David Pelletier's The Graphic Alphabet
Children's book review by Steve Barancik
New ways to remember your letters
You say A is for Apple? Well, then I say B is for Boring.
David Pelletier brings a graphic designer's sensibility to this old business of alphabet and gives us a new way of seeing.
In this book, A is for Avalanche, as pieces of the letter itself cascade from its once pointy peak. (Look up and to your left to see this image on the book's cover.)
D is for Devil, as you can see, when you roll the letter onto its stomach, paint it bright red, and polish its horns - I mean, serifs - to a prickly point. And J is for Juggle, which is what has to happen when you give the poor letter not one but seven dots to keep in the air.
Pelletier turns the letters into mnemonic devices, which may help your youngster remember them or may just be good fun. This book is gorgeous enough that it just doesn't matter. (Author-Illustrator Pelletier won a 1997 Caldecott Honor for his efforts.)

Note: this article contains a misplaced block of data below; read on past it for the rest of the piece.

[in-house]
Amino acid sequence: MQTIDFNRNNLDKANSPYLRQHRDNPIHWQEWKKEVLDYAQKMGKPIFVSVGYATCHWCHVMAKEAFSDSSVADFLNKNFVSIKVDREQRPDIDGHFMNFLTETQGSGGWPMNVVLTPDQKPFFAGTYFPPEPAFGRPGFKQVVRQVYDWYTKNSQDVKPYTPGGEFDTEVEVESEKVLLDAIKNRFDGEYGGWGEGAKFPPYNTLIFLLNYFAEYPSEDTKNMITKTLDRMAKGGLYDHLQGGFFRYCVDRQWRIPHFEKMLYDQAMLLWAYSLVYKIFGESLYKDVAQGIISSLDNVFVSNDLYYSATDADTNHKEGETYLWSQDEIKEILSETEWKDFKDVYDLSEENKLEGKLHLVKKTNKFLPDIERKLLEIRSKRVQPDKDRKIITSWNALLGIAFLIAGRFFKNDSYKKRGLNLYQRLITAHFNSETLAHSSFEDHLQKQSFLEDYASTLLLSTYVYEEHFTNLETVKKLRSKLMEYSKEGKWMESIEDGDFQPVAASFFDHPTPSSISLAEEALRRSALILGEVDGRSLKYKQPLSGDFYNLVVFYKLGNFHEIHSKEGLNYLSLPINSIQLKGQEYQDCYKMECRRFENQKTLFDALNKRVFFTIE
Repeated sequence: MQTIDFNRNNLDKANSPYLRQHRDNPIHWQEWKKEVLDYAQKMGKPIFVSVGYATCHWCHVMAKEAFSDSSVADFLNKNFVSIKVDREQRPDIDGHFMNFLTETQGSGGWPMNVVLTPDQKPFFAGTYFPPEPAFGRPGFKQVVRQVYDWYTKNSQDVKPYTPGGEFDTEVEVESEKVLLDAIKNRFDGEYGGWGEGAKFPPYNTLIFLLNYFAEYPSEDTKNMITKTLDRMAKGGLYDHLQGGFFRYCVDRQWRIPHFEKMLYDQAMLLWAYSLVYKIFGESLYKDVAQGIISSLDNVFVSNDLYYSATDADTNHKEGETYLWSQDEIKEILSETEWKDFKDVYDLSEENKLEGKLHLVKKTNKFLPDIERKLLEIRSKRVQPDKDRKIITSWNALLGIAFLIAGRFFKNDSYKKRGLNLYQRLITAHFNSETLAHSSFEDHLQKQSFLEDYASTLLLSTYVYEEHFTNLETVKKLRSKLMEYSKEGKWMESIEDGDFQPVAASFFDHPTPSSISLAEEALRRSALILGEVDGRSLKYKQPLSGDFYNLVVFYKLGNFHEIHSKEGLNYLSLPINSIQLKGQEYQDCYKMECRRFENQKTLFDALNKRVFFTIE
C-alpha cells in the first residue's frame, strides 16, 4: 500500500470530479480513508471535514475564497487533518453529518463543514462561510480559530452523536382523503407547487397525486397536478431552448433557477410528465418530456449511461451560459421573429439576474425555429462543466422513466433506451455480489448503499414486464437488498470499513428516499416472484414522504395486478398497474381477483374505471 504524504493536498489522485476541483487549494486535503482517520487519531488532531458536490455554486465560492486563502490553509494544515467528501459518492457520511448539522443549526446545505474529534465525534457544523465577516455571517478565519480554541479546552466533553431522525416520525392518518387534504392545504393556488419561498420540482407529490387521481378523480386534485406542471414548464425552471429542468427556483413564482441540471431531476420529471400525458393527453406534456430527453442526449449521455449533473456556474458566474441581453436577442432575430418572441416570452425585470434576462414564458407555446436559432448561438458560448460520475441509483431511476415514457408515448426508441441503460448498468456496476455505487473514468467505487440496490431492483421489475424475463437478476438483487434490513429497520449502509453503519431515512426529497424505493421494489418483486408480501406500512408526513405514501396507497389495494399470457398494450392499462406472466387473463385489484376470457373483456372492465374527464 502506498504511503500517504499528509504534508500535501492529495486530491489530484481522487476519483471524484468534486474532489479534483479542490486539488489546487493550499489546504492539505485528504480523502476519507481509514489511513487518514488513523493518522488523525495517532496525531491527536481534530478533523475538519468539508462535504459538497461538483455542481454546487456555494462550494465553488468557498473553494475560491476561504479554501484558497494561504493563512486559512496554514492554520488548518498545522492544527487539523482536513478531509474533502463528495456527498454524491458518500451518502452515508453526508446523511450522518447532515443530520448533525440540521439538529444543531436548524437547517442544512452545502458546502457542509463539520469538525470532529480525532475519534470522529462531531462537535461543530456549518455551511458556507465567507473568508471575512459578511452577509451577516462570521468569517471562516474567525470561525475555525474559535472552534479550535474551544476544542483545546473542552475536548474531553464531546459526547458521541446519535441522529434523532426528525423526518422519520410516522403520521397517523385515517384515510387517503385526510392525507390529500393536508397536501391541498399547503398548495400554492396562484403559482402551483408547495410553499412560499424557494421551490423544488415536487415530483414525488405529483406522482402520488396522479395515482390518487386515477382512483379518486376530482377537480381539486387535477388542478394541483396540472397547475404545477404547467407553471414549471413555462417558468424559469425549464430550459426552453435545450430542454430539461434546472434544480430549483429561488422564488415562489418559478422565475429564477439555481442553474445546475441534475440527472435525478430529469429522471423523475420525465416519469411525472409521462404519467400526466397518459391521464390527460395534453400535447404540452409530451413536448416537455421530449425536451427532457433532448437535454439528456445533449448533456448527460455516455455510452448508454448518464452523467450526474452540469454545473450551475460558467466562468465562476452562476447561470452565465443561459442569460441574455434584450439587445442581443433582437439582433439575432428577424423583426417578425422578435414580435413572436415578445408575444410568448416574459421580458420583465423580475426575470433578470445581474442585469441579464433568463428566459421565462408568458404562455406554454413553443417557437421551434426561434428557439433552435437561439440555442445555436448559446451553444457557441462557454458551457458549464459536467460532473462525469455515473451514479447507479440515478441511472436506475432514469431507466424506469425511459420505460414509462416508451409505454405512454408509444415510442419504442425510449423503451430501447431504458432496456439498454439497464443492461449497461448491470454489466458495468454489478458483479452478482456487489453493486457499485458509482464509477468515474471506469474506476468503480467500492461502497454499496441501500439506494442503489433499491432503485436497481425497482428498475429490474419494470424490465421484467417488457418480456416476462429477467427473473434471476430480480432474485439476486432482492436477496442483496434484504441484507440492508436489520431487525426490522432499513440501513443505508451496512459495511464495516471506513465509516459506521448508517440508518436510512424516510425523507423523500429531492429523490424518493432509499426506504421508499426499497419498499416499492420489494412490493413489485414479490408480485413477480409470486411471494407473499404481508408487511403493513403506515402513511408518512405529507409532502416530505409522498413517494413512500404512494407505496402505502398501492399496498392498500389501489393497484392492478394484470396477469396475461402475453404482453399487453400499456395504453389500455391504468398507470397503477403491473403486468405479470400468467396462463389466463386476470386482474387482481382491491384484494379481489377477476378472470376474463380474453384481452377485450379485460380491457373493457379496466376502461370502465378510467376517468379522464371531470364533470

The book is something of a thoughtful cross between the playful Chicka Chicka Boom Boom that has delighted youngsters since 1989, and Alphabet City, Stephen T. Johnson's Caldecott Honor book from 1996, which spots the letters of the alphabet hidden in a cityscape.
The Graphic Alphabet is half alphabet book, half coffee table book, the kind of gorgeous kids' book that'll make you say, "Go wash your hands before you touch that!"
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